What You Should Know About Toxic Positivity

One of the most commonly accepted principles of life is that we ought to have a positive attitude. Staying positive and looking at the bright side of life makes us feel happier and find more opportunities. When we’re positive in a healthy way, it also shows in how we interact with others and in turn, […]

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One of the most commonly accepted principles of life is that we ought to have a positive attitude. Staying positive and looking at the bright side of life makes us feel happier and find more opportunities.

When we’re positive in a healthy way, it also shows in how we interact with others and in turn, can help us win the goodwill of others. We tend to do more and achieve our goals faster when we’re in a positive frame of mind.

However, there is a point at which positivity becomes toxic and that’s what we’ll look at in this post. Let’s learn what toxic positivity is and what it’s markers are. We’ll also consider alternatives that can help us deal with the challenges of life in an empowering and appropriate way. 

What is toxic positivity? 

Toxic positivity is insisting that you or someone else maintains a relentlessly positive state of mind no matter what the situation is. 

There are many situations in life where forcing yourself to be positive or trying to help others find the silver lining causes more harm than good. For example, the loss of a job, a loved one, losing one’s business and other things. 

Saying or being told things like ‘You’ll get over it’ or ‘Think of how much worse someone else is doing’  or even ‘Never give up’ won’t help when we’ve just experienced a major challenge. 

Let’s look at how toxic positivity can harm a person and also alternative ways to deal with challenging situations in a healthier way.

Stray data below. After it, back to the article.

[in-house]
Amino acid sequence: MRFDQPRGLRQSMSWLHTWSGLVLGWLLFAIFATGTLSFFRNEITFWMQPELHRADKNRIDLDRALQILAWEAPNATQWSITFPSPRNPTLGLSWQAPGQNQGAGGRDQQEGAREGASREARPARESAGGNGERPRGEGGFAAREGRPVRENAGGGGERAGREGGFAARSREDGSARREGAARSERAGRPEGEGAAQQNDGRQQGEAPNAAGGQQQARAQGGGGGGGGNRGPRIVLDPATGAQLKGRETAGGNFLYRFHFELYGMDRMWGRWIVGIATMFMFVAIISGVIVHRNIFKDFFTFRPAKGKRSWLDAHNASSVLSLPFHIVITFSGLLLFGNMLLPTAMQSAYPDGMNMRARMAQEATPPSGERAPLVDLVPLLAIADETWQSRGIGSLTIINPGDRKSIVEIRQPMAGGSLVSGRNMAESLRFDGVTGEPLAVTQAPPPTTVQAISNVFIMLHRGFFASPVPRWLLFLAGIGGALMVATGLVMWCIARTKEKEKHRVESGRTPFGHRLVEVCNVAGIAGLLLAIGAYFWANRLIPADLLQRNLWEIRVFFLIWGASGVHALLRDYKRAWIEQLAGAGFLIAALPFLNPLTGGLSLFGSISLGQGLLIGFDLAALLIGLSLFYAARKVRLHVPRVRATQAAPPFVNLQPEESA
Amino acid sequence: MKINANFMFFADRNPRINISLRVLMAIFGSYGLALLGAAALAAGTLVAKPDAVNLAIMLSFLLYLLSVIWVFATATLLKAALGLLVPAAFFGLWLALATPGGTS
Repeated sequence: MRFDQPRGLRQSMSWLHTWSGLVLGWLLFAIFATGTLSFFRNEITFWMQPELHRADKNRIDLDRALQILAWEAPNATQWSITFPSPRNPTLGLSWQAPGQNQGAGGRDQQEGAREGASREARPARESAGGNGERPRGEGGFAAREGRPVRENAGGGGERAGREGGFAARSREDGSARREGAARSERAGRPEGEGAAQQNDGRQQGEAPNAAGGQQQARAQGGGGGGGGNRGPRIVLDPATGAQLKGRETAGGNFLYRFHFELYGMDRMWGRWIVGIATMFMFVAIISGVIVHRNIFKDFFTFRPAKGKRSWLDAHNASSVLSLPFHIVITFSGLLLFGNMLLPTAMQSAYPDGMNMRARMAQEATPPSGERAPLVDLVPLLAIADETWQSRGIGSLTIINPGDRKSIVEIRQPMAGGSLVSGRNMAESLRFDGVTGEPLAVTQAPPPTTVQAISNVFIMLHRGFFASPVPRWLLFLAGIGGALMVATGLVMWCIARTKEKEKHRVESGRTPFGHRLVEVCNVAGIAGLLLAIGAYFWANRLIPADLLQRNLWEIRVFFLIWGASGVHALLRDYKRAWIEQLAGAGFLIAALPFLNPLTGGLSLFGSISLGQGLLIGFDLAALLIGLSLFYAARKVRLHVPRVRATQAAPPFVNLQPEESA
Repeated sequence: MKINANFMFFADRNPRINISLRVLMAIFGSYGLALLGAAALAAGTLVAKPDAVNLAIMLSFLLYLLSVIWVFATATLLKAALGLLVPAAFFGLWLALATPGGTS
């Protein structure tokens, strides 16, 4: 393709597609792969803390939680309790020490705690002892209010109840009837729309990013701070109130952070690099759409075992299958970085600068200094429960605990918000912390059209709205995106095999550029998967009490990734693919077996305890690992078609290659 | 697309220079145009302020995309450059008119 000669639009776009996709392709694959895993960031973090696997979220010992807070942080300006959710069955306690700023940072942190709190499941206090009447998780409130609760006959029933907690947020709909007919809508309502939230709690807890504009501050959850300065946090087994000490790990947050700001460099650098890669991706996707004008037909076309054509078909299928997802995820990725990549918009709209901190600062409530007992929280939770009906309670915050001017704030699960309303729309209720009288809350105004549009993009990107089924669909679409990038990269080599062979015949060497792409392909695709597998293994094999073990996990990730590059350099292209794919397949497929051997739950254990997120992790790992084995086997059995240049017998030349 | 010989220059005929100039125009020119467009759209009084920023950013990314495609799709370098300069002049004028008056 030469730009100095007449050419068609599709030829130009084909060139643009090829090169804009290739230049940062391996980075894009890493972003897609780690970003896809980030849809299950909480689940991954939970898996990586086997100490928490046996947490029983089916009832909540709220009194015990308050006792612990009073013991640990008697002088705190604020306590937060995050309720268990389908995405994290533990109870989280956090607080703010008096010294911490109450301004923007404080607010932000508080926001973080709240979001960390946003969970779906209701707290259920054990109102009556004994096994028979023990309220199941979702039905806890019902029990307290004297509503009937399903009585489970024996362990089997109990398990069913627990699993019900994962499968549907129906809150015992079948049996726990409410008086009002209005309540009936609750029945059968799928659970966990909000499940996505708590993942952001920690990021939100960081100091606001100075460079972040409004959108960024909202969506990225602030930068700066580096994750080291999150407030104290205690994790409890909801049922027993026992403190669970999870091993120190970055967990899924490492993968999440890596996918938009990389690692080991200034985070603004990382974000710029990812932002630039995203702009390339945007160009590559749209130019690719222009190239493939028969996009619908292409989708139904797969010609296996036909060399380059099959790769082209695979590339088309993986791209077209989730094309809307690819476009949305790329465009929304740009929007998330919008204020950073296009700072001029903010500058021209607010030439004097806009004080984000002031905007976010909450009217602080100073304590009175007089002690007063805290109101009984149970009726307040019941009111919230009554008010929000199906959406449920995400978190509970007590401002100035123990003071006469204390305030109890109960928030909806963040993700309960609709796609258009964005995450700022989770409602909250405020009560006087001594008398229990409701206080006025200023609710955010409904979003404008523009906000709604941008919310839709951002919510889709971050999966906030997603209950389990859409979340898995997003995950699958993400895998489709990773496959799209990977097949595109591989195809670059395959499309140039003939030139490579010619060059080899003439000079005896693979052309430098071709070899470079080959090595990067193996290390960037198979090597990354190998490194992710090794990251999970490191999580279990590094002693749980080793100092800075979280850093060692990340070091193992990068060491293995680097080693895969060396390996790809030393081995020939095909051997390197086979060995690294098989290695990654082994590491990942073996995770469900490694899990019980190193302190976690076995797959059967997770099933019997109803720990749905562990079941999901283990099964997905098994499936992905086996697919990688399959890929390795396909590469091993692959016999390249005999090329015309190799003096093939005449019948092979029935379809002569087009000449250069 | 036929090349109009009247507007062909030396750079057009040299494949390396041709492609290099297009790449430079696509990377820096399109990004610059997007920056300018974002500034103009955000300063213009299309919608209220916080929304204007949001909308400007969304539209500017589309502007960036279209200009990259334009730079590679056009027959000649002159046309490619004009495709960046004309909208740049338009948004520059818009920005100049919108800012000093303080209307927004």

Remember that it’s okay to experience different feelings

If you’ve watched the animated movie Inside Out,  then you’ll know that emotions like sadness actually play an important role in life. Spoilers ahead! In the movie, the emotion Sadness helps a young girl feel her sorrow at leaving her hometown behind. Allowing herself to feel sad helped the young girl to finally move forward and settle into her new life. 

Feeling sadness, grieving, experiencing regret, and other feelings help you process your past experiences and actions. And when you’ve felt your emotions fully, you can learn from them, move past them, and carry on with new experiences. 

Our thoughts and feelings ebb and flow on their own. We don’t have to compel ourselves to feel positive things. In fact, trying to feel good when you clearly don’t only make the negative feelings stay longer. Instead, accept that you will feel different emotions at different times, and you’ll find that you come back to a sense of equanimity more easily. 

Support other people by validating their feelings

When other people are going through a difficult time, it may seem like getting them to see the positive side of things is helpful. But often, telling someone they can find a better job when they’re feeling bad about one they just lost can feel dismissive. 

If you’re not sure what to say when someone is clearly feeling stressed out, then a good idea is to just be present for other people. You can listen to someone who’s having a tough time in silence. Or simply validate their feelings. Once a person has gone through their emotions with support, they’ll be more willing to look at the positive side of things in the future. 

Take time to feel better

Another way forced positivity can become toxic is that it creates a sense of urgency and the need to get over your experiences fast. 

Trying to overcome a personally challenging situation in a hurry can actually make your challenges last longer. 

It’s healthy to take a break or allow time to pass before you try to feel more positive about life again. Sometimes, a burnout or period of stress can be a sign from your subconscious that you need to slow down. 

Once you’ve stopped pushing yourself towards meeting your goals for some time, you’ll feel renewed energy and focus and will move even faster than if you hadn’t taken a break.

Conclusion 

Many people believe that thinking positively all the time is the best way to live. However, forced positivity can be more harmful than good. 

I’ve shared ways that forcing yourself to be positive can be unhealthy. And I’ve offered a few alternate ways to think that are healthy and allow you to grow as well. So, try to be positive in life in a very general way, but you never want to force it at the cost of suppressing your other emotions. Follow the tips here and find a balance between different emotions. You’ll find yourself coming back to a sense of equanimity far more easily. 

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